Fighting Flames exhibit examines Federal Way firefighting history

Fighting Flames exhibit examines Federal Way firefighting history

Historical Society of Federal Way debuts exhibit this weekend.

Take a look back in time at firefighting as the Historical Society of Federal Way opens its newest exhibit, Fighting Flames: The History of South King Fire and Rescue.

“The exhibit shows the merging of the individual fire districts into one,” said Suzanne Vargo, one of museum’s board directors and exhibit executive of Fighting Flames. “How that happened, when it happened, and what they did to make it happen.”

Through informational panels, photographs, firefighting gear, and an array of vintage and modern equipment, attendees can explore the chronicles of the fire department serving Federal Way.

Five panels represent the different fire districts that used to be before becoming SKFR, Vargo said.

The first fire departments were made up of ordinary, untrained citizens with a determination to protect their community, she said.

Safety tips and a multitude of artifacts show the upgrades in technology and prevention, as well as how the firefighting industry has evolved since the early 1900s.

“We’re really excited to show a different side of the museum,” Vargo said about bringing in authentic artifacts.

The exhibit also includes a brief spotlight on the Bra Brigade and the Flames, also called the Fireflies, a group of women, often wives of the firefighter husbands, who stepped in when needed – whether it was by providing comfort, refreshments, fundraising or putting out fires.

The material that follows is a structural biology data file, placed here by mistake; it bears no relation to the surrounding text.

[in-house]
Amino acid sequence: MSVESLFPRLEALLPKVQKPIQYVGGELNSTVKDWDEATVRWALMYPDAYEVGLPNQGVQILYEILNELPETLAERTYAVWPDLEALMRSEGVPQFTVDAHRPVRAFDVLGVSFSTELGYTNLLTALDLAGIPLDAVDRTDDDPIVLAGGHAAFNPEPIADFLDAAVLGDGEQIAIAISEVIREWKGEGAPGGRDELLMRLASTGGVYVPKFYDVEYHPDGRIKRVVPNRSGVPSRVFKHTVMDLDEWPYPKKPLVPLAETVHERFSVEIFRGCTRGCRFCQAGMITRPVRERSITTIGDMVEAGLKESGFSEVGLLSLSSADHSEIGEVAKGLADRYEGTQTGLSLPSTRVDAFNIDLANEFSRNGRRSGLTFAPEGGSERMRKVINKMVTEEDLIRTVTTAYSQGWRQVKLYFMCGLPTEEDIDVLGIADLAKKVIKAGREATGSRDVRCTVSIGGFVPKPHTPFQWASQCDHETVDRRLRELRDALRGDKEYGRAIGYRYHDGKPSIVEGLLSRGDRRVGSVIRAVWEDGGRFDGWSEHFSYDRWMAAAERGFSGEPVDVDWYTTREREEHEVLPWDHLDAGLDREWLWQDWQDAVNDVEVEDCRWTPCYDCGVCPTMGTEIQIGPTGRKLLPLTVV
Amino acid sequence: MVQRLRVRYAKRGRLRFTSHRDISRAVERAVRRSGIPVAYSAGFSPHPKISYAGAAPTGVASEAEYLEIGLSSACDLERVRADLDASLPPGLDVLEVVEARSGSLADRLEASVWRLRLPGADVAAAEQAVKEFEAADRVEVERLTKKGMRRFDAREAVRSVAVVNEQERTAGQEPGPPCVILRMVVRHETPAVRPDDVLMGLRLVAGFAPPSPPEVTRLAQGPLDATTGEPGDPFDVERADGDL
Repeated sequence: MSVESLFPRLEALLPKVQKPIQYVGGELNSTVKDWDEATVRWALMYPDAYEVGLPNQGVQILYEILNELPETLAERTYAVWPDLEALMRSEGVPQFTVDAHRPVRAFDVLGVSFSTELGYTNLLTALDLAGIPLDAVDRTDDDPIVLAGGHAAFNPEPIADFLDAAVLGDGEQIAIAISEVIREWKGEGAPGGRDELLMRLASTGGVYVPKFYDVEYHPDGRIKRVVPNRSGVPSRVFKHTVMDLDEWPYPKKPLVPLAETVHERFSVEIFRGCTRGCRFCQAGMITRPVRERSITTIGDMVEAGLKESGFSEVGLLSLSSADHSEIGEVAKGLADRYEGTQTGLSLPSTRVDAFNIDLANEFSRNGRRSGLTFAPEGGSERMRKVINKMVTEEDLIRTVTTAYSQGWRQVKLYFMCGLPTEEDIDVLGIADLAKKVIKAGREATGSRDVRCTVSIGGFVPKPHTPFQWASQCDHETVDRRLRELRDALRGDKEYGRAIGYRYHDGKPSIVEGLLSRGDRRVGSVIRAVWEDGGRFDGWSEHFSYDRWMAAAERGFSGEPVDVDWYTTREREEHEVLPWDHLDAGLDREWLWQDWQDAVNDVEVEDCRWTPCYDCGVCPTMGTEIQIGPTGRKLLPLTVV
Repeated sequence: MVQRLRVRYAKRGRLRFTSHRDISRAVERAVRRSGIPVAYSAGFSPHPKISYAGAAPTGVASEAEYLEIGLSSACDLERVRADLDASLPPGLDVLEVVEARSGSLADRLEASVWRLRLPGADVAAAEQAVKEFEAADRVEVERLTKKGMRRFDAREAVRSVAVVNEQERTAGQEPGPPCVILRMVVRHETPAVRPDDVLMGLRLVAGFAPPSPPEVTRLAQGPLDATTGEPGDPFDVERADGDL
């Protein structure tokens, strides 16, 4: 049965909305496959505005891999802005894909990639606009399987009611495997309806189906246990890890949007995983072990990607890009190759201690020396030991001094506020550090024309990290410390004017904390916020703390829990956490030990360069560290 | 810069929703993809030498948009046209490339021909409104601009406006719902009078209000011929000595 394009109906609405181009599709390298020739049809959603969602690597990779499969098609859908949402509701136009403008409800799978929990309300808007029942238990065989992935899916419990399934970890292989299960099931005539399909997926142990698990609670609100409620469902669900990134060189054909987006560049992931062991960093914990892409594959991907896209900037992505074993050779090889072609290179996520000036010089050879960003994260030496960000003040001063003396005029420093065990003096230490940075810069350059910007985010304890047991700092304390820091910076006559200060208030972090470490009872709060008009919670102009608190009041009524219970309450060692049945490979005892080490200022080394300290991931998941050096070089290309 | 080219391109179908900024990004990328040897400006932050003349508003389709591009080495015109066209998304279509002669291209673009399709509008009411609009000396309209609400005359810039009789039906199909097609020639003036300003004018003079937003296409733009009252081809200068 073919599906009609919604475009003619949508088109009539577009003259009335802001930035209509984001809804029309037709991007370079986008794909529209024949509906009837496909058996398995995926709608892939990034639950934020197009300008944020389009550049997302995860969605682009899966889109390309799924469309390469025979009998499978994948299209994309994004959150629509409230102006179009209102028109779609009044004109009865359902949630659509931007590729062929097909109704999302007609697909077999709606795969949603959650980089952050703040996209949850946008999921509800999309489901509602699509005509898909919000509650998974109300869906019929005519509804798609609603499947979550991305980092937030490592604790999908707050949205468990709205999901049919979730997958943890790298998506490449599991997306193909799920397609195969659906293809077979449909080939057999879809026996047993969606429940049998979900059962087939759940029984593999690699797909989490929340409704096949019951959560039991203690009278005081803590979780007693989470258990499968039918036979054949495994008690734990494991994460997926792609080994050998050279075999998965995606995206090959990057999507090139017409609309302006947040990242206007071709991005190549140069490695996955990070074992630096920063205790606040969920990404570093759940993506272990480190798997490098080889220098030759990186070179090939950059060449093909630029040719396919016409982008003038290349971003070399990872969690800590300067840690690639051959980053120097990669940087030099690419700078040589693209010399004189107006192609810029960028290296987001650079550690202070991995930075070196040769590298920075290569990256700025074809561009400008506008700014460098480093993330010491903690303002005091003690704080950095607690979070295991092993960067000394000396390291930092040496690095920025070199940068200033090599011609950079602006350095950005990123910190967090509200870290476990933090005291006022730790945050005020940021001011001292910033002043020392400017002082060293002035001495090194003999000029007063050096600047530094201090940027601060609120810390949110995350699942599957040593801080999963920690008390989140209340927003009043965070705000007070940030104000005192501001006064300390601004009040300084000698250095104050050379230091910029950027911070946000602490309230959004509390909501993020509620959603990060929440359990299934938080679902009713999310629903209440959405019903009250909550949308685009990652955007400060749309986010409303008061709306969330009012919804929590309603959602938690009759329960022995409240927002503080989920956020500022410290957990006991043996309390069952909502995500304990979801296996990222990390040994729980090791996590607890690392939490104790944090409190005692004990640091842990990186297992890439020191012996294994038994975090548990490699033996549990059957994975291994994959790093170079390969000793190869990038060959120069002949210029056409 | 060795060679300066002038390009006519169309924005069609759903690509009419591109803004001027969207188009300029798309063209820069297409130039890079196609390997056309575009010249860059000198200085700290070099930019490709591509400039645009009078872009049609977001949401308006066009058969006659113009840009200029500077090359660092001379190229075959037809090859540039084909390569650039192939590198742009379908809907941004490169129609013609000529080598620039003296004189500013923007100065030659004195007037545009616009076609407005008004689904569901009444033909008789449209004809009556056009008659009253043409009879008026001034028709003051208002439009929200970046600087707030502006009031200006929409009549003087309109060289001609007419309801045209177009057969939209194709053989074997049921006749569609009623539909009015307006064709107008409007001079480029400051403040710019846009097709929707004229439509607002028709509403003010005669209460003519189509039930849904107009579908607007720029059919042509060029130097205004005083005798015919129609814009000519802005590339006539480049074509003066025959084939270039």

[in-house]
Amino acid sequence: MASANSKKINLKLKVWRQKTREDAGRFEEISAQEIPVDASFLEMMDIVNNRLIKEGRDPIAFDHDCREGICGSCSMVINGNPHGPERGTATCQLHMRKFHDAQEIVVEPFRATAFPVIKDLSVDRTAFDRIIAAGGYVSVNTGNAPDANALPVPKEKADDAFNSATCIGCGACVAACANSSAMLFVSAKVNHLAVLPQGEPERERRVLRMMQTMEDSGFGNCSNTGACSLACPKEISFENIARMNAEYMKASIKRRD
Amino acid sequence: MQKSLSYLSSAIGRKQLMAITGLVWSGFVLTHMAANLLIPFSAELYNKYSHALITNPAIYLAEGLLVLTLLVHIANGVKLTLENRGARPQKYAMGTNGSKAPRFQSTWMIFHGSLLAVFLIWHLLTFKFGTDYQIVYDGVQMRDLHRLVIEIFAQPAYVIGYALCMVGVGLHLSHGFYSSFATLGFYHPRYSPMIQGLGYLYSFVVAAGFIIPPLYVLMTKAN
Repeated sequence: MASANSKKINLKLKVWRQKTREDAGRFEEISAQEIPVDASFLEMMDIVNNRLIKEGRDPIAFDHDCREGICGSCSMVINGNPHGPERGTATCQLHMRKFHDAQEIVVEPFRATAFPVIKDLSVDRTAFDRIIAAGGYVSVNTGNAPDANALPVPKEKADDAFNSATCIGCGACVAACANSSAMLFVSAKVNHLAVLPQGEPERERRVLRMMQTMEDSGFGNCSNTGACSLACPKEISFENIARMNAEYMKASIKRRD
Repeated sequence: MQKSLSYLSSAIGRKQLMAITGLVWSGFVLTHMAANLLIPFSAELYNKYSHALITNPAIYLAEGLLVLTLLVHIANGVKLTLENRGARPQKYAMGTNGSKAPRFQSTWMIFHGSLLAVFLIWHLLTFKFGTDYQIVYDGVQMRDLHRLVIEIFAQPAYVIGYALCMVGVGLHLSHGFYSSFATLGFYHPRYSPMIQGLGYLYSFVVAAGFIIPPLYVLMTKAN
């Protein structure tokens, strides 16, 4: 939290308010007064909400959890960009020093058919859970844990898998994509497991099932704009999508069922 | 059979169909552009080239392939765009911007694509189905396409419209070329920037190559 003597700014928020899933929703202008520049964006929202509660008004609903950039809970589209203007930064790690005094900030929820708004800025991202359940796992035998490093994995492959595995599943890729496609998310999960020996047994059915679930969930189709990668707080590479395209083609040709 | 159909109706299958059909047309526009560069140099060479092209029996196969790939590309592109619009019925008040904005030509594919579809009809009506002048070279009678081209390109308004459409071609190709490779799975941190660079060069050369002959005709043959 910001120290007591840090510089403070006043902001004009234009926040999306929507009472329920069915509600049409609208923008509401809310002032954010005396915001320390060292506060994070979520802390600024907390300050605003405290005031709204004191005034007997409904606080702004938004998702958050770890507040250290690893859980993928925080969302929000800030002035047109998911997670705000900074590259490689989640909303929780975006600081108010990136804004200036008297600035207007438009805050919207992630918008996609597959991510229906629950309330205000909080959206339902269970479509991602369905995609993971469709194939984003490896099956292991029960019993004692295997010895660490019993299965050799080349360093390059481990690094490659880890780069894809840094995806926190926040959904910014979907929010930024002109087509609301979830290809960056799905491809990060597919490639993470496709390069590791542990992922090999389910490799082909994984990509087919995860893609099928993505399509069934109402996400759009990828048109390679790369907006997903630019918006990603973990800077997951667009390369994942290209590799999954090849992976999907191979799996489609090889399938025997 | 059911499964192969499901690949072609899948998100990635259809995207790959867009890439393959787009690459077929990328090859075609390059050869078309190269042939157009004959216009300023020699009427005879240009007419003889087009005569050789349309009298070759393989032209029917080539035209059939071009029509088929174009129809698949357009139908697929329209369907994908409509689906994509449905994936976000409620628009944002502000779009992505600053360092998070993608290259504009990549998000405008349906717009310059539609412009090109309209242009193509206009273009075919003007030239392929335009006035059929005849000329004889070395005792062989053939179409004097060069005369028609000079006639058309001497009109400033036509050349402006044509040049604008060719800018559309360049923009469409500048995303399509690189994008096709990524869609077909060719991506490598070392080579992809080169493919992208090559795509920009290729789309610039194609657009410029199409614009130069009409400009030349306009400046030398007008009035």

Many of the items on display were donated by retired SKFR assistant chief Chuck Kahler, the Des Moines Museum, and local stations and citizens. Kahler retired in 2017 after more than 40 years of service with South King and Seattle fire departments.

He’s a keeper of history and sees the need to preserve the past, Vargo said. Aside from the artifacts, Kahler also recorded each call of his career in various journals – nearly 18,000 entries document every call he ever responded to.

“Our exhibit helps remember these experiences of history in the making,” Vargo said.

4 Culture, Lowe’s, Office Depot, the city of Federal Way, and King County also provided sponsorship and donations to the museum’s exhibit.

On display until spring, the exhibit is free, open to the public and suitable for all ages, with an interactive children’s area.

Saturday’s grand opening of the exhibit will include heavy refreshments and a visit from South King Fire and Rescue with a fire truck and fun giveaways.

The grand opening of Fighting Flames: The History of South King Fire and Rescue is Saturday, Nov. 17 from noon to 4 p.m. at the Steel Lake Park Annex, 2645 S. 312th street.


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